One day of WonderCon down, and the magic hasn’t really taken hold of my soul yet. I’m hoping that that’s just because it’s a weekday, and most people didn’t have the luxury of working in the morning (I actually got stuff done this morning; I couldn’t be more proud) and then finishing up later that night.
I’m still hoping for big, balls-out displays of nerdosity; that’s a big part of why I bought a three-day pass, after all. I’m hoping that they just have to build to that, because today all I saw was a dull sense of desperation and melancholy. It was like the computer game developer’s conference, but with more women. A middle-aged guy wearing a Captain America T-shirt a couple sizes too small here, Blue Sun and Browncoats T-shirts scattered about, a whisper thin guy dressed up as a vampire there. I want to see full-on I-don’t-give-a-damn-because-I’m-with-my-people men and women in costumes, dammit.
As it was, I got to just be a nerdy fanboy today, instead of looking at them and making fun, pretending that I’m not one. I was hoping to continue my tradition of stalking Steve Purcell, but he didn’t show up. It’s just as well; the last time I saw him was when he pulled up along side me in Emeryville and he honked and waved. That just ruins it. Some people are just too friendly and unassuming to be stalker victims, no matter how much you like their work.
But I think I made up for it around Mike Mignola, though. There was a long line of people at the Dark Horse booth waiting for signatures when I went upstairs to catch the lecture from Telltale Games. When I came back down, the crowd was gone, so I walked up and pulled out my big hardback copy of Art of Hellboy, only to be stopped by a Dark Horse representative telling me that the signing was closed, and they’d had to turn away people 20 minutes ago. And my puppy had died.
So I awkardly and dejectedly put my book back in my backpack and shuffled across to the Metreon to drown my disappointment in soba. Afterward I caught the end of a session about Mirrormask (which I still haven’t seen but is coming out on DVD next week), and then the Q&A with Mignola. He kept pretty much the entire time open for questions, and there were actually some good questions asked — I didn’t see any awkward and uncomfortable gushing fanboy comments (they wouldn’t give me the microphone, dammit) or just dumb questions.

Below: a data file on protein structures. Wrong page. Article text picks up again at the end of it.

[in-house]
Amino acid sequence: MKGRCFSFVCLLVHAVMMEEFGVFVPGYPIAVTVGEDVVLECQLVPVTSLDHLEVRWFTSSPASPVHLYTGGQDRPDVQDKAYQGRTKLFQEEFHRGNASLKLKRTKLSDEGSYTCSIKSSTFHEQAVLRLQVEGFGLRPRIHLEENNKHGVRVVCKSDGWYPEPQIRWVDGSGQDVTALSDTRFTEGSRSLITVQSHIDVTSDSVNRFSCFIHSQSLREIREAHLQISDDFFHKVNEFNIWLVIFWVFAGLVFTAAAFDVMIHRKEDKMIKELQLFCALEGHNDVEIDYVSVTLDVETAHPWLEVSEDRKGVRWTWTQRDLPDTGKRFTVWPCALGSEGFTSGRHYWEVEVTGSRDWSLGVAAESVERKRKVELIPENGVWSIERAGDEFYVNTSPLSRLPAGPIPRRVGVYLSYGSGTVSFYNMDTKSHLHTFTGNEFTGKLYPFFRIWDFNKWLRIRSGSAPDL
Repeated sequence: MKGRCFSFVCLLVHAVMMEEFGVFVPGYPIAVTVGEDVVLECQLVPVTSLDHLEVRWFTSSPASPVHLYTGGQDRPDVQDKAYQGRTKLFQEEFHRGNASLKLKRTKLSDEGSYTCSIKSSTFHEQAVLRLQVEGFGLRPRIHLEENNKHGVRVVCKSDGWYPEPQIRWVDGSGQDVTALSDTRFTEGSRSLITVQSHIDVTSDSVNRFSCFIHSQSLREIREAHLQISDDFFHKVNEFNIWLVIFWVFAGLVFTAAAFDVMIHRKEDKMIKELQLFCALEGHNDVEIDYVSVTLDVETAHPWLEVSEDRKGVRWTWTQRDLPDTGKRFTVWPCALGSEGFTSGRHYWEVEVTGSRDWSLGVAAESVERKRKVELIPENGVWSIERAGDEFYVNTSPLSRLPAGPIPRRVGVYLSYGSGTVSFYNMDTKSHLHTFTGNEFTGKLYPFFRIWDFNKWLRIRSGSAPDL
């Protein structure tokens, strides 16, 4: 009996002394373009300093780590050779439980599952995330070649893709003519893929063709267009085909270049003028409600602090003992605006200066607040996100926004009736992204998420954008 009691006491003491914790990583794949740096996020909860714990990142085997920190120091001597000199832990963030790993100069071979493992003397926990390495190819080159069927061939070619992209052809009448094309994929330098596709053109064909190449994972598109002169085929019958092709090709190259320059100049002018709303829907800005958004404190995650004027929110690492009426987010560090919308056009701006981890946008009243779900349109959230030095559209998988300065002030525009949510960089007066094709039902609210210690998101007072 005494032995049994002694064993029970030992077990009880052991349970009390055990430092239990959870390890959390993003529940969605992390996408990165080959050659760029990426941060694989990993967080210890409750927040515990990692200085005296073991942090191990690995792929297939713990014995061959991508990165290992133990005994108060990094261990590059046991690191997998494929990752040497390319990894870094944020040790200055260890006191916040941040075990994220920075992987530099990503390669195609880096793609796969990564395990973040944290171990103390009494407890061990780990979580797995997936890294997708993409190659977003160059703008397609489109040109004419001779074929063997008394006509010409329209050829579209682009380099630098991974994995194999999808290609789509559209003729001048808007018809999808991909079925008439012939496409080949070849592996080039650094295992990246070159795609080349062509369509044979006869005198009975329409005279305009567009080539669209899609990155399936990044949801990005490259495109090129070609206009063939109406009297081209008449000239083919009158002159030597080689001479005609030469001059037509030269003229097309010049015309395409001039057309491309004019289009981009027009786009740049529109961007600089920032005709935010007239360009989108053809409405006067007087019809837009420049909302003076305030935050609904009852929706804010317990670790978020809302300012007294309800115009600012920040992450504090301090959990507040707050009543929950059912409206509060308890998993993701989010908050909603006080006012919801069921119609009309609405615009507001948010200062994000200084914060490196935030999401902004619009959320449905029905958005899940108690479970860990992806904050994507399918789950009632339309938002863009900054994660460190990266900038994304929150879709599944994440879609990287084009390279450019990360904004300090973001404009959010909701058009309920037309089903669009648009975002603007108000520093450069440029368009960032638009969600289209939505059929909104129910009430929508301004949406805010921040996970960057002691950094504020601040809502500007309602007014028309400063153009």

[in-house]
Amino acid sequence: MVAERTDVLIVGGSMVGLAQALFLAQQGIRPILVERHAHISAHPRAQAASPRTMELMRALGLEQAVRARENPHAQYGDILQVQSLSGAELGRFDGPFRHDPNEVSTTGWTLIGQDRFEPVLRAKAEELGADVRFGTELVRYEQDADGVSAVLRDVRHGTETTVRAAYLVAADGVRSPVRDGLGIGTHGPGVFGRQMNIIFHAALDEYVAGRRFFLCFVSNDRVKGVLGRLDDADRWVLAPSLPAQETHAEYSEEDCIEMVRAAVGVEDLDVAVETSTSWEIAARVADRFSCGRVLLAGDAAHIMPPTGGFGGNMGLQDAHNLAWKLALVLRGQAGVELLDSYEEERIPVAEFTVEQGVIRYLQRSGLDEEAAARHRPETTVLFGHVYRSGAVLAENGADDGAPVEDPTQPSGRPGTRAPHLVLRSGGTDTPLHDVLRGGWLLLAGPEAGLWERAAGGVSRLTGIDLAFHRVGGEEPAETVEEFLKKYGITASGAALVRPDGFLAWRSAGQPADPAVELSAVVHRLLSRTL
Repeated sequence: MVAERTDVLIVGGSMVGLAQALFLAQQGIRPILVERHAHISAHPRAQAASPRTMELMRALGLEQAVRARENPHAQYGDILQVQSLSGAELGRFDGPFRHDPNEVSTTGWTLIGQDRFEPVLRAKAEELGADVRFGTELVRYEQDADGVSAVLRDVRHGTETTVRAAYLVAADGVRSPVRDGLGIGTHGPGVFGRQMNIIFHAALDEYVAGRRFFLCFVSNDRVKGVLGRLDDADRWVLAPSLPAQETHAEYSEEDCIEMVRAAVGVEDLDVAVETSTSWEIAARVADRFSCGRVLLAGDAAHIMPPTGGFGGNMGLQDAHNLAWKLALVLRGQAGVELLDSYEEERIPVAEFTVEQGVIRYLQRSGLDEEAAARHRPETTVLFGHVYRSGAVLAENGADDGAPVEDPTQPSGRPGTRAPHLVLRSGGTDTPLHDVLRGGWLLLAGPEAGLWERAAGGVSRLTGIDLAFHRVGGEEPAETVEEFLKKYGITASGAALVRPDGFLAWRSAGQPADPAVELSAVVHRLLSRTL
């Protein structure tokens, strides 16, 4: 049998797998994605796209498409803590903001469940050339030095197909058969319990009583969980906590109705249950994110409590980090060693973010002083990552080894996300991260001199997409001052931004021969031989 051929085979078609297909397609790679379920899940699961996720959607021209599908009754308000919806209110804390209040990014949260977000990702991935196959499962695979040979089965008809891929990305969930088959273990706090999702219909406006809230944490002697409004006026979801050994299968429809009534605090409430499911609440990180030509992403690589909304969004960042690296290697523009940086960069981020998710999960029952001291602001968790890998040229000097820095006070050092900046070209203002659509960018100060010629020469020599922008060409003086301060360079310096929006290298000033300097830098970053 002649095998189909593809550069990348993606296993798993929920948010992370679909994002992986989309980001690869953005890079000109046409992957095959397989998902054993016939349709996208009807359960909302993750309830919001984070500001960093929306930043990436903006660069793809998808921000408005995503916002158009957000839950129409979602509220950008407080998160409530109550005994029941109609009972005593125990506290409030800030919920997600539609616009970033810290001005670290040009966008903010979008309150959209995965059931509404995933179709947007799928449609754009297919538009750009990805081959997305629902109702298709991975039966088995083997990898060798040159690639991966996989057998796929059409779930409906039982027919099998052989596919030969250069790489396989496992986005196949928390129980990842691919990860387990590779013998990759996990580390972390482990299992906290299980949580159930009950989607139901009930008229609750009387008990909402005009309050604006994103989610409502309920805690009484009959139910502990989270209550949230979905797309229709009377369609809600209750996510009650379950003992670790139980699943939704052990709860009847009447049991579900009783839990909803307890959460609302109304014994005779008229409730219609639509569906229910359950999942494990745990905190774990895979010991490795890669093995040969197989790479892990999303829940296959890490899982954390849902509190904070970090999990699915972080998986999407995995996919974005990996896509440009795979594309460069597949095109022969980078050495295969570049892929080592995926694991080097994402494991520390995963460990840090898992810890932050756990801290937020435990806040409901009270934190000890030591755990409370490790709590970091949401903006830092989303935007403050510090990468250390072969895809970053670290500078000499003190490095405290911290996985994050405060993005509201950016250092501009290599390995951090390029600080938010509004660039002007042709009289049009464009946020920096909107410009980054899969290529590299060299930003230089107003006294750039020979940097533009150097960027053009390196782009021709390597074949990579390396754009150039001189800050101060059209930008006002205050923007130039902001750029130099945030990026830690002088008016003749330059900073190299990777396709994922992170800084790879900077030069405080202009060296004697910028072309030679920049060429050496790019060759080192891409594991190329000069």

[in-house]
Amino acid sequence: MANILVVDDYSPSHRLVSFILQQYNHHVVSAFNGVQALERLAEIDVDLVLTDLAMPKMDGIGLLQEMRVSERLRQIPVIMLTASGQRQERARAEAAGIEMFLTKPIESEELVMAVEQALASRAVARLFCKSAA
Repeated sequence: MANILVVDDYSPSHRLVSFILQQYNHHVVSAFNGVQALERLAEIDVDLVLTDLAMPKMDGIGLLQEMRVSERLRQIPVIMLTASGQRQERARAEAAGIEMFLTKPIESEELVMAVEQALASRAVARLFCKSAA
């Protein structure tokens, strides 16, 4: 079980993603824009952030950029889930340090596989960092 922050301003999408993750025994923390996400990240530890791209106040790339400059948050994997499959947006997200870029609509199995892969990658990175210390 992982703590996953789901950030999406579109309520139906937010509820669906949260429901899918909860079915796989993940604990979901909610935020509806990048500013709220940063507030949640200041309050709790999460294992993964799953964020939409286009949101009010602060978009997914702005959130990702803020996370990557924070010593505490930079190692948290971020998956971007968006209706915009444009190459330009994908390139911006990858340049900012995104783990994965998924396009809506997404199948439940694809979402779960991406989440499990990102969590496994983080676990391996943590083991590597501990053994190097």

Actually, I did ask what’s the status of “The Amazing Screw-on Head,” and he said they’re finishing up the pilot and it should air on SciFi this year; he hasn’t seen it. He also said that he didn’t plan to do any more Screw-on Head comics, because everything he wanted to do with the characters and setting, he managed to get in that one book.
Other stuff: Hellboy 2 is in preliminary talks and could be Guillermo del Toro’s next movie; it depends on his schedule. A couple of Hellboy animated movies are in the works to probably air on Cartoon Network; if popular, they could turn into a series. (Mignola later said that they’re in the storyboard phase and he’s acting as a consultant and plotter but isn’t directly involved other than that). In the comic books, Duncan Fegredo is taking over art for the next three Hellboy mini-series; Mignola said that he sees Fegredo’s three series as Act II in the Hellboy story, and when he takes the book back over after that, it’ll be the final act. He finally knows where he wants to take the character and the story. He also said he appreciates the time he has where he doesn’t have to draw Hellboy or BPRD, because he can work on side projects like Screw-on Head.
After all that, he went back down to the show floor and signed more books, and I finally got to get an autograph and a sketch of Hellboy. He was selling sketchbooks celebrating the 10th Anniversary of Hellboy, and I bought one of those, too. I’d brought my copy of Screw-on Head, but said it was so dark there was no good place to sign it, but he did anyway. When I told him that I thought that was my favorite single comic book ever, he replied that it was probably one of his as well; he was really happy with how it turned out. And he didn’t want to push his luck and make another story that wasn’t as good.
Later I saw Scott Shaw! (he uses the exclamation point) at a booth and I stopped by to say that I was a huge fan of Captain Carrot & His Amazing Zoo Crew “when I was a little kid.” I guess that was kind of rude, in retrospect. Ah well, I’m still going through my awkward phase. And he reminded me that they appeared in
a fairly the most recent issue of Teen Titans, so I came out learning something. Learning is growing.
Really, though: I still don’t get the whole idea of being laid back and chatting with comics creators at these things. You’re in an artificial situation to start with, there are a ton of people who also want to get in to get an autograph or picture or whatever, and besides, what is there really left to say after, “That was so awesome.” I thought part of the appeal of comic books was that once marked as a fan, you didn’t have to make conversation with people or be socially adept.